The value of leveraging your legal team

To be truly successful, a lawyer must create and develop a strong legal team

The value of leveraging your legal team
Fernando Garcia

Lawyers, both in-house and in private practice generally look at their careers and their career trajectories as something personal. However, this may be the wrong perspective. There is an old African proverb that says “if you want to go fast, go alone; if you want to go far, go together." I believe that this truism applies to both the personal life and the career of in-house counsel and lawyers generally. To be truly successful, a lawyer must create and develop a strong legal team.  

In the seminal work Men and Women of the Corporation, Rosabeth Moss Kanter makes an important observation. In corporations, individuals formed around groups that tended to rise through the ranks together. Then, as soon as one of the higher-level group member left, they tended to take their team with them or, over time, the team tended to follow.

This was a critical observation. First, it shows the value of hiring people with whom you have a good fit and can depend on. Second, it shows the importance of building trust and loyalty with your team. Finally, while non-solicitation agreements try to discourage or prevent this, the career and success of team members tend to be closely bound together. We have seen this increasingly within the legal world. For example, when entire practice areas move to different law firms.

How you select your team members is therefore critical. In my former role, I tended to do all recruitment interviews as a group. The logic was simple; most candidates will possess the basic level of knowledge needed to do the fundamental elements of the job. This can easily be screened through a review of a candidate’s resume. However, the most important attribute in finding the ‘perfect candidate’ is finding a person who can work well within the group. There must be a fit and personality is the one trait that cannot be taught. While nerve-wrecking at first for the candidate, group interviews, especially when the team is already diverse, will help remove some of the unconscious bias that may be associated with hiring decisions (such as preferences with regard to areas where a person grew up, where they went to school, a person’s colour, sex or other characteristics). Once selected, the successful candidate will know and feel grateful to the team for selecting them, while the team has a sense of ownership over the decision. This helps plant the seeds of a strong relationship.

Once the team has come together, it is critical that they feel empowered and able to trust and work with each other. By communicating with your team members and understanding their short and long-term goals, a manager can allocate assignments and duties to allow their reports to develop their skill sets. By taking an active and constructive approach to their development, managers will also help build the trust among their staff. Even better, I often like to provide stretch tasks that the team can work on together. By doing so, they gain a sense of teamwork and they take a personal stake in their own development and the development of the team. There is also a selfish reason for this. The broader the skill sets of the team, the less interruptions endured while one is on vacation or sick, as there is someone in the team that can step in and cover for their colleague.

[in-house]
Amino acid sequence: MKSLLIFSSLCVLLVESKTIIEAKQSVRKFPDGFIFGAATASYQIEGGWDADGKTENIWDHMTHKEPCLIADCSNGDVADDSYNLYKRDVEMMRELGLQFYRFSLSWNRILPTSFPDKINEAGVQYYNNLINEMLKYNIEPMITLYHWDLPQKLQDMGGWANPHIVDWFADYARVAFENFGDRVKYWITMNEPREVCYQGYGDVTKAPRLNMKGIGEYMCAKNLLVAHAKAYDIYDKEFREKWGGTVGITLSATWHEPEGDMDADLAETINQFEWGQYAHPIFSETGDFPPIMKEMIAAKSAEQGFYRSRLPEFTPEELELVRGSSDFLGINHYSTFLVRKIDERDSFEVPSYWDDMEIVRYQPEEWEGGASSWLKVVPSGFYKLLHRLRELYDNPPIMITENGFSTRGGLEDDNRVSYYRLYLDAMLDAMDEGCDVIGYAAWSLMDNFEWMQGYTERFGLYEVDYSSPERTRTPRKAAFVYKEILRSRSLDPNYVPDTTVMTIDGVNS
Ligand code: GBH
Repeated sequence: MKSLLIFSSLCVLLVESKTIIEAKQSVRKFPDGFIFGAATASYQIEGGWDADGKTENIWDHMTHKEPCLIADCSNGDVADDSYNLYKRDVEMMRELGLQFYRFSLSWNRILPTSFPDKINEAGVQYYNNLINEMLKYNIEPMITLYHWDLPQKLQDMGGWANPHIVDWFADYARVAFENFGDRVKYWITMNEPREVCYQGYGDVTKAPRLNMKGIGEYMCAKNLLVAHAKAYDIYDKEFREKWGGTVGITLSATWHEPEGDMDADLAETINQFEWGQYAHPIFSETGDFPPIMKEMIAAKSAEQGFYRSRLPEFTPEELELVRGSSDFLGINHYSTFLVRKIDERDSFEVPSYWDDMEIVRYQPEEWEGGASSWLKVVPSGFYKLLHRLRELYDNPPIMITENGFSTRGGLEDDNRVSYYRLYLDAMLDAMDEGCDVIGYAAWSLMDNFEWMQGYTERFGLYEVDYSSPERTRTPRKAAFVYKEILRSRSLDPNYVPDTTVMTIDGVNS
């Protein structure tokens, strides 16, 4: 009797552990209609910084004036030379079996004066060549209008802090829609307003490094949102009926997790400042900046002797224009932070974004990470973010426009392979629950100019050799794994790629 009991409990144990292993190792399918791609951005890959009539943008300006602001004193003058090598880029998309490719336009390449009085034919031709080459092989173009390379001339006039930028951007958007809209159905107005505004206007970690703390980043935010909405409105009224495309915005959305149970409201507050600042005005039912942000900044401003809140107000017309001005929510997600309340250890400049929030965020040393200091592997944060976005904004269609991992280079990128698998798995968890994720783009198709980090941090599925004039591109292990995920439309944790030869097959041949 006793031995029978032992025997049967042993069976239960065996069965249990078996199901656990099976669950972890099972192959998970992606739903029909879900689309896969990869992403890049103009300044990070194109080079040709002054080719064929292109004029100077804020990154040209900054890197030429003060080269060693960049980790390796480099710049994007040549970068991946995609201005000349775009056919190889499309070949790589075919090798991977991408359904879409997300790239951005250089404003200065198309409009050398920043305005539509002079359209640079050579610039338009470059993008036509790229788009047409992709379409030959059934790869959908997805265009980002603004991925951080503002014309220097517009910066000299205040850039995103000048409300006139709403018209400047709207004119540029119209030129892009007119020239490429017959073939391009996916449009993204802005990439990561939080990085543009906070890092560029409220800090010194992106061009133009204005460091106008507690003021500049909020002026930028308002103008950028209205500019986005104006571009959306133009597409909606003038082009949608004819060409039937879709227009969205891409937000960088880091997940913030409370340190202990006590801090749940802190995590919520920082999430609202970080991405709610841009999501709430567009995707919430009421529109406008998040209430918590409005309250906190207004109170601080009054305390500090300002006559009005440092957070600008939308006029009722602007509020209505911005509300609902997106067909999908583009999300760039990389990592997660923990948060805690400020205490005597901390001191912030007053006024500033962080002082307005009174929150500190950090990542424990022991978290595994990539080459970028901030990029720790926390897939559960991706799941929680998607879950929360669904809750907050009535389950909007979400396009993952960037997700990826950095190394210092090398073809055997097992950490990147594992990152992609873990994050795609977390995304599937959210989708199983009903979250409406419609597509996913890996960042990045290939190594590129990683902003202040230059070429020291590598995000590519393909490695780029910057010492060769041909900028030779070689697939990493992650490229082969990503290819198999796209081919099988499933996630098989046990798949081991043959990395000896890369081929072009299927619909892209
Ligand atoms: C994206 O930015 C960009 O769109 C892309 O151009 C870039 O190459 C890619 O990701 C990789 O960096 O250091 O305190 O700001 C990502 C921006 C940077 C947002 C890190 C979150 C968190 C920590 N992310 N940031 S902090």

A solid relationship is also one that is built within the workplace and outside of it. As a layer becomes more senior, they tend to receive invitations from law firms, law societies and even other lawyers to attend events. These are amazing networking opportunities both for the invitee and his team members. As a force of habit, there is great value in asking for additional invitations for the team. I found that the team members really enjoy and appreciate being included. As they build their networks, they are helping you build your own.

There are several in-house legal teams that I see routinely attend events together as a legal team and they tend to be the lawyers happiest about their jobs and speak the best about their team and leadership. Finally, but most importantly, it is common for inhouse counsel to be excluded from sales and customer events. A good leader will advocate for their team and look to have invitations extended to them. This will help with team morale, retention and team relationship-building.

There is no greater advantage than having a strong legal team. Success is best achieved when a team succeeds, learns and develops together. A strong, cohesive team not only tends to stay together, but they also tend to be more effective. The more team members trust and are able to work well together, the better they make their leader look both internally and externally. Getting there together is the key to getting to getting to where you hope to be.

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